Searches at the Associated Press, the New York Times and the Washington Post for stories in English on "monarca," the Spanish term for the monarch butterfly, currently come up empty. (There is a Post story in Spanish originating with the Associated Press, but it's about a drop in the number of those butterflies present in Mexico.) This absence isn't due to a lack of interest in the butterfly. It's because there's a lack of interest in telling the American people about a concerted effort by Mexico, codenamed Monarca, to slow or halt deportations of its citizens here in the U.S. illegally to a crawl by funding efforts to clog the U.S. court system to the point where it "break(s) down."



On Thursday, Fox News host Tucker Carlson confronted former Obama Department of Justice spokesman Matthew Miller for suggesting that Donald Trump’s presidency is illegitimate and the election was not  “fair and square.” Such debates have been catalysts for drawing eyeballs to Carlson’s eponymous FNC show and his promotion to 9:00 p.m. Eastern. That being said, this particular one didn’t disappoint. 



On Thursday's Tucker Carlson Tonight, Fox News host Tucker Carlson decried CNN Reliable Sources host Brian Stelter for insisting on his October 30 show that you should "triple check before you share" and then spreading on Twitter a YouTube hoax where prankster Adam Saleh claimed he was being thrown off a Delta Airlines flight merely for speaking Arabic. The airline and other passengers strongly disagreed with that attempted spin.

Carlson and Joe Concha, media reporter for The Hill, suggested Stelter was a left-wing advocate and Trump-basher and should just admit his biases and change the name of his show.



Thursday evening, Newsweek's Kurt Eichenwald appeared on Tucker Carlson's Fox News show. In a disgraceful performance which has to be seen to be believed, the obviously battle-prepped Eichenwald made an utter fool of himself. Apparently aware (or made aware) of how awful he was, he attempted to defend himself later Thursday in a 40-plus tweetstorm. It didn't help matters; the tweets were gone by 10 p.m.



The unsolicited "Step away from your Twitter account" advice Donald Trump is constantly receiving needs to be turned around on certain members of the media. One such person would be Kurt Eichenwald at Newsweek — except, as will be seen later, the magazine apparently lets him intemperately and obsessively tweet at will. In claiming that Donald Trump's victory rally audience in Iowa began booing at the mention of John Glenn, the first American astronaut to orbit the earth who died on Thursday.



While a guest on Wednesday's edition of the Fox News Channel's Tucker Carlson Tonight program, Mike Rowe --  a cable television host best known for his work on the Discovery Channel's Dirty Jobs program and the Somebody's Gotta Do It series on the Cable News Network -- criticized students at colleges and universities who burn the American flag because it's not persuasive to destroy “a symbol so many people care so much about.”

Noting that “nobody's disputing the right to do any of this stuff,” Rowe stated that burning the flag is “a great way to get attention, but I'm not personally convinced it's a great way to make people think differently” about what they believe and “how they feel” about the nation.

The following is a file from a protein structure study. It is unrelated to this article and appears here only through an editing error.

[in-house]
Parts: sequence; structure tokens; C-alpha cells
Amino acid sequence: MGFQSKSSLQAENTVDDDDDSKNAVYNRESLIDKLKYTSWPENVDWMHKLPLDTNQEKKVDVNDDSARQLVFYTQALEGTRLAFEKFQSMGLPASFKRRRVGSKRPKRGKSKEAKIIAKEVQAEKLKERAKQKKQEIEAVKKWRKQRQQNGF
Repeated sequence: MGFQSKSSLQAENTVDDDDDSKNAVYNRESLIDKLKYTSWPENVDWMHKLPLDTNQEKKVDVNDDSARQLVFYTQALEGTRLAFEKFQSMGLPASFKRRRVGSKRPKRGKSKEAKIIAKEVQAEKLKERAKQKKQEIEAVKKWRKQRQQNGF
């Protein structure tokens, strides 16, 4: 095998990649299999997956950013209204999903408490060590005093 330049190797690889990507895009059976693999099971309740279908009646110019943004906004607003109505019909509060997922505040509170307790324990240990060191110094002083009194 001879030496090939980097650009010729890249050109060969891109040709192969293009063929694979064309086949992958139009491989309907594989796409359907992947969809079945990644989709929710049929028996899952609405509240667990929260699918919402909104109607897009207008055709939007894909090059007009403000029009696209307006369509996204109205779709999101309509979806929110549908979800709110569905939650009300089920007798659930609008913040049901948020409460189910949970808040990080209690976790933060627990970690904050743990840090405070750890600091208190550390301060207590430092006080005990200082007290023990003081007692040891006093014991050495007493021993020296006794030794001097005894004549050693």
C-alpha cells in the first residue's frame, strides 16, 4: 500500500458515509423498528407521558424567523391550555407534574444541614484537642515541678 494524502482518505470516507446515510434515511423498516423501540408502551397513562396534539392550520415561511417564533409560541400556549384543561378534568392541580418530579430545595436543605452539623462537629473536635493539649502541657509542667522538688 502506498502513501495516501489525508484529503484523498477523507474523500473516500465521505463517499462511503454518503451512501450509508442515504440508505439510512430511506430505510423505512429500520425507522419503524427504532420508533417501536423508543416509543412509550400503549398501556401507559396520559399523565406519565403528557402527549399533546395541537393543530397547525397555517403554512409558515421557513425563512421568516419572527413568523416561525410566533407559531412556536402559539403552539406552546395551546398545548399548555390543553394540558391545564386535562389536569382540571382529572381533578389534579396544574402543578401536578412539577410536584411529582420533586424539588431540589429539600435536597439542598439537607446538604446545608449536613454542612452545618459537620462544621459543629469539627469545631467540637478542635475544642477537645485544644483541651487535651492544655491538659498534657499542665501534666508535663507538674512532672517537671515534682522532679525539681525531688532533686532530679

Did you know that some Donald Trump supporters actively advocated for repealing the 19th Amendment which gave women the right to vote almost a century ago? Or that Hillary Clinton, who memorably characterized half of Trump's supporters as "a basket of deplorables ... racist, sexist, homophobic, xenophobic, Islamophobic, you name it," really "went high" as "her opponent went even lower" during the presidential campaign?

By now, many people know that Newsweek, which prepared alternative "Madam President" and "President Trump" editions for its post-presidential election issue, accidentally sent 125,000 copies of the "Madam President" edition to newsstands on Election Night. But that's not the real news here. What is far less known, and far more disturbing, is that the pulled "Madam President" edition includes the outrageous contentions just cited, as well as others which will be seen shortly.



On the Friday edition of his Fox News show Tucker Carlson Tonight, the host interviewed New York Times Liz Spayd and challenged her on the anti-Trump bias of the paper. Spayd, the paper’s recently appointed ombudsman took her criticism of the Times’ journalism to what many of her colleagues see as enemy territory. She criticized the irresponsible tweets of some of the paper’s supposedly objective political reporters (“It’s outrageous”) and revealed whose opinion truly concerns the Times brass -- the good opinion of liberals: “....I think there’s a lot of angst and concern at Big Media organizations about whethere we’re going to get blamed by the left by, you know, the half of America that did not vote for Trump, for putting Trump in office."



At Roll Call on Tuesday, Jonathan Allen went after four-term Republican Alabama Senator Jeff Sessions with a vengeance. Even before Sessions had been nominated for a government position by President-Elect Donald Trump, Allen wrote that "the Senate should reject him for any post that requires confirmation," calling Sessions "a partially reconstructed baiter of minorities" who "is beyond the ideological fringe."

Friday evening, Tucker Carlson at Fox News went after Allen for his piece on Sessions after Trump nominated earlier in the day to be his administration's Attorney General. It did not go well for Allen — nor should it have, considering that they were discussing the alleged racism of a guy who, as a U.S. Attorney from 1981-1993 — until he, along with all 92 other U.S. Attorneys, was fired by Bill Clinton — helped virtually put the KKK out of business in Alabama.